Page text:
Cannabis cultivation is made especially difficult by the speed at which this industry seems to advance. New technologies and services bombard cultivators with promises of greater yields and smoother operations. With all the noise in the industry, it can be difficult for cultivators to make sense of what’s right for them.
This is why we’re thrilled to present this “Mapping Out the Cultivation Success Story” report, the fourth such educational guide we’ve published to help growers with their facility design needs.
With 15 years of experience in the cannabis industry, Surna is proud to support cultivators not only through our equipment and services, but as a total solutions provider. Whether you’re looking to improve your yields, decrease pest pressures, or have a more consistent growing environment, Surna can help cultivators navigate the ever-murky waters of facility design, maintenance and upgrade.
Don’t just take our word for it: Osage Creek Cultivation, a new operation in the freshly minted Arkansas market, saw their environmental controls-related issues nearly vanish after working with Surna, as detailed here. Osage Creek worked with us to upgrade its HVAC system after the company realized it could more than double the plant count in every flowering room but couldn’t compensate for the added heat and moisture load. After increasing its capacity and fine-tuning its environmental conditions, the cultivator is set up for success for years to come.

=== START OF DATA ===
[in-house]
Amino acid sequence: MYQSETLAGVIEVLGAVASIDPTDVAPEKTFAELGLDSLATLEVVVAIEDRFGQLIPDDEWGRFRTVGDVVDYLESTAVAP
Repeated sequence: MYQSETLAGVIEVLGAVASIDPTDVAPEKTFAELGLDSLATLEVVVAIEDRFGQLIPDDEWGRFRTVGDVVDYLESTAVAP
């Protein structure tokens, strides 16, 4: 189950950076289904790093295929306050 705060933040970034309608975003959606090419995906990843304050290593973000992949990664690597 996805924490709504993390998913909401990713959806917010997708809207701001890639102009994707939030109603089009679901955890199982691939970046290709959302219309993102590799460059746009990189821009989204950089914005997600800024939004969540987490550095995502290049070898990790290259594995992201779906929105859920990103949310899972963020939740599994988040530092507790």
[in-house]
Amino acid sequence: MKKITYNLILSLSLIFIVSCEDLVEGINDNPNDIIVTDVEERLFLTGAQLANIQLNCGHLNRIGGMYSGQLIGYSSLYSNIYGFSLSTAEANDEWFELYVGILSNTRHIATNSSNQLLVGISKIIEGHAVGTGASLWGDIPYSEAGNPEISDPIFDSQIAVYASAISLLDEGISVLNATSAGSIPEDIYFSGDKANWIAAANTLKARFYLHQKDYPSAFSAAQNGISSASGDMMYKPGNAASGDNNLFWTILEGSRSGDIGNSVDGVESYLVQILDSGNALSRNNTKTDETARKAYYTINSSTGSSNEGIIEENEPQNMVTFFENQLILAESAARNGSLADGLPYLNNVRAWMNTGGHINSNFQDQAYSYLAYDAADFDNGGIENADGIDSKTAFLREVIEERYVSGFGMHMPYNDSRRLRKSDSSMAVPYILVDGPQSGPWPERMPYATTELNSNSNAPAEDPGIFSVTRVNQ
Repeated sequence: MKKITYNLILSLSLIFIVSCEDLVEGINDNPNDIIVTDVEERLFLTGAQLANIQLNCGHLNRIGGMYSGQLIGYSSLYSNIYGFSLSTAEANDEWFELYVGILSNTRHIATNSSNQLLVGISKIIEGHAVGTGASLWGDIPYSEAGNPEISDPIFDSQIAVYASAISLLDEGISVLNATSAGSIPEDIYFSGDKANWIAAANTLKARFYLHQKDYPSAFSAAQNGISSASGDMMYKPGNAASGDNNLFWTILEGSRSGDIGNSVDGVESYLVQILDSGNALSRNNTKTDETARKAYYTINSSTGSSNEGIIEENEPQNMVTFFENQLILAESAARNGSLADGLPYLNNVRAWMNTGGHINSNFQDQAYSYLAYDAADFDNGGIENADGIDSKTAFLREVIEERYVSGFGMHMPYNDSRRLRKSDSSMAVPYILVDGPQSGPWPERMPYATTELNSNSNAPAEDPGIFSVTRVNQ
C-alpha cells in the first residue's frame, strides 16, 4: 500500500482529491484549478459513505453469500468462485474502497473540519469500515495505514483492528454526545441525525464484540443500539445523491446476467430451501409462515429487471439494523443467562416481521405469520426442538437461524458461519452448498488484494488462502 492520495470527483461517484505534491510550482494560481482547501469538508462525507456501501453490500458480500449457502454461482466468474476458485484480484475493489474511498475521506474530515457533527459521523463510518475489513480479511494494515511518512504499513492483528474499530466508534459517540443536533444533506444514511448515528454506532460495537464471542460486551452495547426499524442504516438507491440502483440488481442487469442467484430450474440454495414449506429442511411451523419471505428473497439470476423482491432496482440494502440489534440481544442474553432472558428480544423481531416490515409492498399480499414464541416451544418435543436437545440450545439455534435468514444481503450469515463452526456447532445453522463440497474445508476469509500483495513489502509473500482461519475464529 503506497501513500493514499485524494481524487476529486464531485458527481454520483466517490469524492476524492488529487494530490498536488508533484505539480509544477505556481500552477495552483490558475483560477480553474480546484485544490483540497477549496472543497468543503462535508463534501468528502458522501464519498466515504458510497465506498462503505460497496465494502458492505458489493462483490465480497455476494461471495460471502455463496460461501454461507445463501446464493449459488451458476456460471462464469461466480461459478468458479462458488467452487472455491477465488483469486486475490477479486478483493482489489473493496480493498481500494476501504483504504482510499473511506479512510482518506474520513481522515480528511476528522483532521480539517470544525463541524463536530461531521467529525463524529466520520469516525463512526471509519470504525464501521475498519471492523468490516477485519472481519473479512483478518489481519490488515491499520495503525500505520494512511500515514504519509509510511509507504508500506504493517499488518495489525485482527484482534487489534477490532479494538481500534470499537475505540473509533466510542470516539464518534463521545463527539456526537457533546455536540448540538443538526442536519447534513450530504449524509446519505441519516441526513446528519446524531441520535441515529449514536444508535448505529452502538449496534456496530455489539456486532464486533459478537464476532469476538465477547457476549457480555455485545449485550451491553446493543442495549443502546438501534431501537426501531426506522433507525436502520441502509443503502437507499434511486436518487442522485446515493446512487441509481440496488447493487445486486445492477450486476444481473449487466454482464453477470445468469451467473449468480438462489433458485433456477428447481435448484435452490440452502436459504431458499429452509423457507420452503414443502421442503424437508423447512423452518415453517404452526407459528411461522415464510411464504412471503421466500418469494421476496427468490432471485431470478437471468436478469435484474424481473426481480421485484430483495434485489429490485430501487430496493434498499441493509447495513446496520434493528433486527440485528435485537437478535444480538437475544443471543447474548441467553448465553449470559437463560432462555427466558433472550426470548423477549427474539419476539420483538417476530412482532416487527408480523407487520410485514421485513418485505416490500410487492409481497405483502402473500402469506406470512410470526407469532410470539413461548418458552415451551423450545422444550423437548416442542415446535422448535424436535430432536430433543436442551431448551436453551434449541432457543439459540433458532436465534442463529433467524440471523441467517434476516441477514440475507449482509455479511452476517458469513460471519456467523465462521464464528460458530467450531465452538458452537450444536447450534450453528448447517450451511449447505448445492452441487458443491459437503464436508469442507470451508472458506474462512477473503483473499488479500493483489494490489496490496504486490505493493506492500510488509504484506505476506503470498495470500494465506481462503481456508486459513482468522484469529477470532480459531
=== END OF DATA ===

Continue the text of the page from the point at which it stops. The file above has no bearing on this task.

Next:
Given the fast-paced nature of the cannabis industry, cultivators would be wise to consider future growth when making facility design decisions. Planning for future expansion without accounting for access to power, water, and sewage, or even manufacturing and storage space, can lead to massively expensive corrections when growers are ready to take the next step. Andrew Lange from Agrios Global Holdings expands on this notion in his article here.
Planning and designing a cultivation facility is one of the biggest steps growers take early on in their cannabis journey. Taking the wrong one can lead to production issues, product quality letdowns, increased production costs or, in the worst-case scenario, crop and business failure. We hope that the articles in this educational guide can help you make better-informed decisions, and if you have any questions, we’re here to help.